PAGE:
1. DOGGED DETERMINATION
It's a real headache, cracking cases on telly. Whether they're murders, kidnappings or robberies, they're never straightforward, with more twists and turns than a bowl of tagliatelle. Wading through it all requires something more than mere dedication to duty. It requires the kind of dogged determination that annoys suspects and even rubs fellow officers up the wrong way. Case in point: Barbara Havers, who is determined to the point of fury. Quiet fury, to be sure - but those piercing eyes, scowling lips and corrugated brow give away just how much she lives and breathes the grim business of police work. It probably helps that her social life mainly consists of brooding in her kitchen, but that's the lot of a TV detective for you.
2. PHYSICAL SKILLS
A number of small-screen detectives have shown themselves to be rather good at deploying a punch, or giving hot pursuit when suspects do a runner. True, most of the time our sleuths will be treading gingerly through crime scenes, peering at clues, and having sudden brainwaves while nursing a pint in the pub, but every so often they need to show their physical skills as well. A sterling example is Jackie Reid in Taggart, who always gives as good as she gets, violence-wise. Like the time she thwacked a perp's face into a shop front till his nose gushed like a ketchup bottle, or - even better - when she turned on a terrifying home intruder, leaving him a blubbing broken mess on the floor.
3. CASUAL RULE BREAKING
One of the perks of being a telly detective is that you can brazenly bend or even break the official rules without suffering any long term consequences (unless your subsequent demotion forms part of a new story arc, of course). Casual rebellion is a common trait, whether it's the regular wry quip behind a superior's back, or outright impatience with basic etiquette. Take Maisie Raine, a square peg and proud of it. Bolshy, unorthodox and utterly unperturbed at the prospect of shoving other coppers aside, this DI cracks cases in just one way: her own. And woe betide anyone who stops to quote regulations at her.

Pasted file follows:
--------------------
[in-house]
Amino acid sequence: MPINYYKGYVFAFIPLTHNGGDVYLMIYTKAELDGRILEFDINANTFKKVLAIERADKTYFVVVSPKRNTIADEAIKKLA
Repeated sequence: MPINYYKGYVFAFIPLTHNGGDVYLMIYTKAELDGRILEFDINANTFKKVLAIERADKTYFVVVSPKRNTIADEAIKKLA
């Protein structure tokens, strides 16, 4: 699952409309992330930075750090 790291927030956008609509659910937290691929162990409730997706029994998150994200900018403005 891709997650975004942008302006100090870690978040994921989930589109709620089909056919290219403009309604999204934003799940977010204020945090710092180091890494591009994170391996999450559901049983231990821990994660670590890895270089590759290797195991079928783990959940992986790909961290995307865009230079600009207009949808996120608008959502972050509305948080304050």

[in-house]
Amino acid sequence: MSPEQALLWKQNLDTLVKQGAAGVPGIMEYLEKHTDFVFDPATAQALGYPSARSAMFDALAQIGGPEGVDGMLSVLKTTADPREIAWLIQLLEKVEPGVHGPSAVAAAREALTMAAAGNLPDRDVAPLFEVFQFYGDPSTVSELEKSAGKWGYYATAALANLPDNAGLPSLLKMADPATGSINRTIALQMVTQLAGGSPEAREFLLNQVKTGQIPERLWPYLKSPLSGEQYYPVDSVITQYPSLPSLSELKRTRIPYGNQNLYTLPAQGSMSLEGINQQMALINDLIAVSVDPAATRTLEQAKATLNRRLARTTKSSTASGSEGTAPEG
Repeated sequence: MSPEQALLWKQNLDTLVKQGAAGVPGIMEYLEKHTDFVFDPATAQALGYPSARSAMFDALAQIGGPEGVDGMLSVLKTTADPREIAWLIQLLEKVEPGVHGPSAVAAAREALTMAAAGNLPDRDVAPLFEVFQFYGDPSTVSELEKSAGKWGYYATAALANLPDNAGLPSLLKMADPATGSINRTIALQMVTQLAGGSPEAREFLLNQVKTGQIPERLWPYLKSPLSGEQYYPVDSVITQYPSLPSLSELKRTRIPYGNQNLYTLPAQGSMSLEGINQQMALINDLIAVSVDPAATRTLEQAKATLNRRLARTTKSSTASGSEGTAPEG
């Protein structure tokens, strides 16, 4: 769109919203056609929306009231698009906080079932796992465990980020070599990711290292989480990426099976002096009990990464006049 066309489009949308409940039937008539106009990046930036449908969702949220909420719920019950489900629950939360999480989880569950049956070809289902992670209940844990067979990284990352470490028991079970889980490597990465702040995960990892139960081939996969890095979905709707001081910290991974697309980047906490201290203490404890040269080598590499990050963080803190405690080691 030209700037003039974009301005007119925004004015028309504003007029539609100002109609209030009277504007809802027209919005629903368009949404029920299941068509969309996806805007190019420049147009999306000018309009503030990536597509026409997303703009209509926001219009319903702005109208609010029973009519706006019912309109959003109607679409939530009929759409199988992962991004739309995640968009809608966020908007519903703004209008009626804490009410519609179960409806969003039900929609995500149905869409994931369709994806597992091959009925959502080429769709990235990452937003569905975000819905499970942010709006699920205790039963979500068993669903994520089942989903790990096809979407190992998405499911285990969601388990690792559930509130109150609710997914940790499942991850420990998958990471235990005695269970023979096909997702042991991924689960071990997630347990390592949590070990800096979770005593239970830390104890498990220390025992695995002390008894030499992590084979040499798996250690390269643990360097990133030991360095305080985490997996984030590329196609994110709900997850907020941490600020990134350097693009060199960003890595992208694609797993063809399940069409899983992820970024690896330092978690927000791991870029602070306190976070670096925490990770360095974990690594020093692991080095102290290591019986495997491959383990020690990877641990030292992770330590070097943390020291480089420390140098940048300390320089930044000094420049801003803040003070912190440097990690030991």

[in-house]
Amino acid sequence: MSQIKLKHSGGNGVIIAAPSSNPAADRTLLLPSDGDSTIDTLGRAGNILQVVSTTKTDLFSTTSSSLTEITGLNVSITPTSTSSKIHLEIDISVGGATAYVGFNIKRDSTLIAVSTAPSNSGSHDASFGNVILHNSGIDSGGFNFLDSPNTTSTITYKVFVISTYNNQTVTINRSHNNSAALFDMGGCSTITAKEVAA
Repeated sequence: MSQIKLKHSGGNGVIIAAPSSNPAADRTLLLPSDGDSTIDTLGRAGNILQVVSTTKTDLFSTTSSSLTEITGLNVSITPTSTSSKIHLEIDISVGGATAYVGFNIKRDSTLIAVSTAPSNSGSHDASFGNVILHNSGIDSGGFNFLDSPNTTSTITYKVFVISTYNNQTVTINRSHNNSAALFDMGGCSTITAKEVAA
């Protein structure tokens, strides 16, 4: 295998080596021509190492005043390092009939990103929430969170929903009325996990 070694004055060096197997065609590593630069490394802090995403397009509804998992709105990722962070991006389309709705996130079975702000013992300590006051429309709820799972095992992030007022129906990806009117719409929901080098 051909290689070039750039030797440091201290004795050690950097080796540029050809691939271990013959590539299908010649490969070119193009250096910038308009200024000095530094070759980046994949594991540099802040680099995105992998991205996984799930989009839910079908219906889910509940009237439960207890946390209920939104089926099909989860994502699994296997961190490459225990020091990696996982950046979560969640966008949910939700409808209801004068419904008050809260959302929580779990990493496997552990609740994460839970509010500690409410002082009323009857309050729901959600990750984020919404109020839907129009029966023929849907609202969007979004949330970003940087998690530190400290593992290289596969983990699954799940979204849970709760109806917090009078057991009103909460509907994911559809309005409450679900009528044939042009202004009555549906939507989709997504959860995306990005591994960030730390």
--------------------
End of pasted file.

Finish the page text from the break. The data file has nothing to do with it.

4. PERSONAL DEMONS
You don't just do the hours, clock off and veg out at home when you're a TV detective. Goodness, no. You have to set aside plenty of time to angst, agonise, and dwell on your past traumas. Personal demons are as much a part of the job as the sarcastic one-liners and regular alcohol intake. One of the most haunted of all coppers is Ripper Street's Edmund Reid, whose very eyes seem to shimmer with melancholy and regret. Whether he's blaming himself for letting Jack the Ripper escape justice, or thinking about the apparent death of his daughter, Reid has more personal demons than you can shake a silver-topped cane at.
5. QUIET EMPATHY
It may sometimes seem like detectives are a hardened, jaded and cynical bunch. But what makes them heroic, and worth sticking with through thick and thin, is their softer side. The fact that, when they're not glaring at suspects, they also have the ability to empathise and think about things in a considered way. That's what sets them apart from their more obtuse colleagues. Dr Grace Foley, the psychological profiler in Waking the Dead, is a class act when it comes to empathy. Even in the midst of some pretty horrific crimes, she's able to keep a level-head, empathizing with both the relatives of victims as well as the potential perpetrators. And that's what makes her so special.
6. BEING THE CHALK TO SOMEONE'S CHEESE
And so we come to perhaps the most important qualification a TV detective should have: being able to work alongside someone utterly ill-matched. Because let's face it, that's the inevitable destiny they must all face. Look at poor old Pascoe, the smart, compassionate, well-mannered detective who is lumbered with the oafish Dalziel, a man with all the sensitivity and social graces of a wild boar. Not only does Pascoe put up with his partner like a pro, but his own skills are enhanced by Dalziel's very different methods. Chalk and cheese have never gone so well together.